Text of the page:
Half of IOC Voters Still Undecided

Ultimately, the biggest choice for the IOC may be deciding what statement it wants to send the world

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    NEWSLETTERS

    Who will win?

    International Olympic Committee members were agonizing Wednesday over how to choose the host of the 2016 Games, with many said to be undecided just two days before the vote.

    IOC members settling into their hotel in Copenhagen told The Associated Press that Tokyo, Madrid, Rio de Janeiro and Chicago are all capable of hosting the games and there is no clear favorite.

    Samih Moudallal, an IOC member since 1998, said Friday's vote, when cities will be eliminated in successive rounds of secret balloting, will be like choosing between "four sons or your brothers"

    "How do you choose between your brothers?" Moudallal told the AP, adding that he has yet to make his choice. "You have to use your mind and your heart together.

    "It's a very difficult choice."

    And one that Michelle Obama wants to help them with. The U.S. first lady jetted into Copenhagen on Wednesday and was getting almost straight to work on meeting with IOC members before her husband, President Barack Obama, arrives on Friday to give a final push to Chicago's bid.

    With the contest so close, such personal VIP appeals could help sway the vote, although IOC members said they would likely not be decisive.

    Spain's King Juan Carlos and Brazilian President Luiz Inacio Lula da Silva were also arriving as last-minute lobbying shifted to high gear. Japan's new prime minister, Yukio Hatoyama, was expected to arrive Thursday.

    As tension mounted, so did tempers. Despite fresh IOC warnings that the four candidate cities should avoid criticizing their rivals, the Spanish Olympic Committee's vice president, Jose Maria Odriozola, told the national Efe news agency that "Rio is the worst bid."

    Contrary to bookmakers' predictions, he said Madrid and Tokyo are the favorites.

    IOC votes can be highly unpredictable. Aside from the paramount questions of whether bidding cities' Olympic plans are technically and financially feasible, emotion, sentiment, geography, politics, self-interest and other factors also play a role.

    IOC vice president Chiharu Igaya said "many" IOC members are undecided and will choose only after the cities' final presentations on Friday. "The four cities are now neck-to-neck," he told the AP.

    "That final presentation, yes, it's going to be crucial," said Willi Kaltschmitt, an IOC member since 1988. He said he believes that half or more of his 105 colleagues remain undecided.

    Added British IOC member Craig Reedie: "This is really close. The closer it gets the more people will say, let me think about it. We all want to see the presentations. It's what people see that will count. Decided? No, I haven't actually. I'm getting close."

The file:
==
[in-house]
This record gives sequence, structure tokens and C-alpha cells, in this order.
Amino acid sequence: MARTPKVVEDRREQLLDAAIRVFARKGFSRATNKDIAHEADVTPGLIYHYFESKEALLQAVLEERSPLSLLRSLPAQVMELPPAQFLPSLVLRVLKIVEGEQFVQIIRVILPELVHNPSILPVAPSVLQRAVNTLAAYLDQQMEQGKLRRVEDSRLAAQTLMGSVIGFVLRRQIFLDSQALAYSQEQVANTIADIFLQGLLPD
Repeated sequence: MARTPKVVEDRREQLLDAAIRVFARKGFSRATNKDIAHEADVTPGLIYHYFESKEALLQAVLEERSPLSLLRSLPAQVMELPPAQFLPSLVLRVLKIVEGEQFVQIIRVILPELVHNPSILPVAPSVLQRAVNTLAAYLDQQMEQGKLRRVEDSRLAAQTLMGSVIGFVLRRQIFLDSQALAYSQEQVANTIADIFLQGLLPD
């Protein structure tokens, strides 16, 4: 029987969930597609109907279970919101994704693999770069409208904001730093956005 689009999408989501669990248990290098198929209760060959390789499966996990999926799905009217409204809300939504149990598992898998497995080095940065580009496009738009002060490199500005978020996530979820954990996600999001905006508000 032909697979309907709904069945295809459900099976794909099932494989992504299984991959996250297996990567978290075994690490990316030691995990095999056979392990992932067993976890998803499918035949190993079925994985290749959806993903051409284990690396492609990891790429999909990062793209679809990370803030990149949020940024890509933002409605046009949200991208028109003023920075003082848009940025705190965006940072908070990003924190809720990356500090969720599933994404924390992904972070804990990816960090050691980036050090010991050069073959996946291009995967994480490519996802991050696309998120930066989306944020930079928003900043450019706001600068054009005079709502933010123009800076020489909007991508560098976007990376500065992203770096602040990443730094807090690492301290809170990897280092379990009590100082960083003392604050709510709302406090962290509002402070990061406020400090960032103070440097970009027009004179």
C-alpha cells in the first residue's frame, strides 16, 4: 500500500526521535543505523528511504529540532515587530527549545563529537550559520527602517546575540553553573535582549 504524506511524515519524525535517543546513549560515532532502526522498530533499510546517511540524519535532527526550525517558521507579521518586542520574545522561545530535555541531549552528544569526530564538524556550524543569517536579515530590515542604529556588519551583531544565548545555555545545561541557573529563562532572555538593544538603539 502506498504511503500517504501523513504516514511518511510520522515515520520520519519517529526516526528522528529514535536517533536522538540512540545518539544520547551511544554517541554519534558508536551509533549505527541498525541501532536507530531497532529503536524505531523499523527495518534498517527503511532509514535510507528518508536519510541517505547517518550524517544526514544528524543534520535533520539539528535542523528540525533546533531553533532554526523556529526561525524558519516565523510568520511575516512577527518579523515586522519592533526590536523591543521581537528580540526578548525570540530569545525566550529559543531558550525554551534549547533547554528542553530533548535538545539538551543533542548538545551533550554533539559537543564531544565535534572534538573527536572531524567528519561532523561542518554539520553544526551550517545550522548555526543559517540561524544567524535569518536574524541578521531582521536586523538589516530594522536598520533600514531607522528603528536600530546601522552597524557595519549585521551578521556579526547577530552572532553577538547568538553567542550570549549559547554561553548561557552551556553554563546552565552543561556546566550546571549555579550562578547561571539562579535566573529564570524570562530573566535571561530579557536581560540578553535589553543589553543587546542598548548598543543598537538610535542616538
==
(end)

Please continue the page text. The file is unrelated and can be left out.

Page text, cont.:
Last-minute and high-powered lobbying can be important — as then-Prime Minister Tony Blair and his wife, Cherie, proved when London was vying for the 2012 Olympics. Blair traveled to Singapore ahead of the vote and spent two days lobbying IOC members, inviting them to his hotel suite for one-on-one meetings.

    Chicago has torn a leaf from Blair's playbook: Obama adviser Valerie Jarrett met with him last week to solicit his advice and get tips on navigating the IOC voting process.

    Kaltschmitt, the IOC member from Guatemala, said the presence of Obama, Silva and the other VIPs would reassure IOC members that the cities' bids are fully backed their governments but would be only one of many factors in the IOC members' final decisions. Moudallal, the IOC member from Syria, said Obama or Silva's star power would not be decisive.

    "Nobody can affect our decision," he said. "We are IOC members, we are looking out for the Olympic interests not the interests of the United States or Japan."

    Ultimately, the biggest choice for the IOC may be deciding what statement it wants to send the world.

    Giving the Olympics to South America for the first time would be bold and, Rio argues, even transformational. IOC members acknowledge the appeal of taking the games to unchartered territory. Rio's plans are technically strong, too.

    "Most of Latin America would love to see the Games in Brazil," Kaltschmitt said.

    But Chicago — seen by some as Rio's biggest challenger — could perhaps prove more lucrative and safe. It is possible that in these precarious times of global recession, IOC members will find the familiarity of the United States — which last held the Olympics in 1996 in Atlanta — to be comforting.

    "One of the things that is very important to us now is the economic recession," said Nat Indrapana, an IOC member from Thailand. He noted that "Chicago made a beautiful presentation" to the IOC in June.

    Obama's presidency also lends emotional pull to Chicago, his adoptive hometown. Should he win a second term in office, a Chicago Games in 2016 could offer a celebratory and spectacular backdrop for his final year as the first black U.S. president.

    The city receiving the fewest votes will be eliminated after each round Friday until one candidate secures a majority. The vote is expected to go the maximum three rounds.

    Some members tend to vote out of sympathy in the first round, which can produce some surprises. The key to victory is picking up votes from the cities which go out.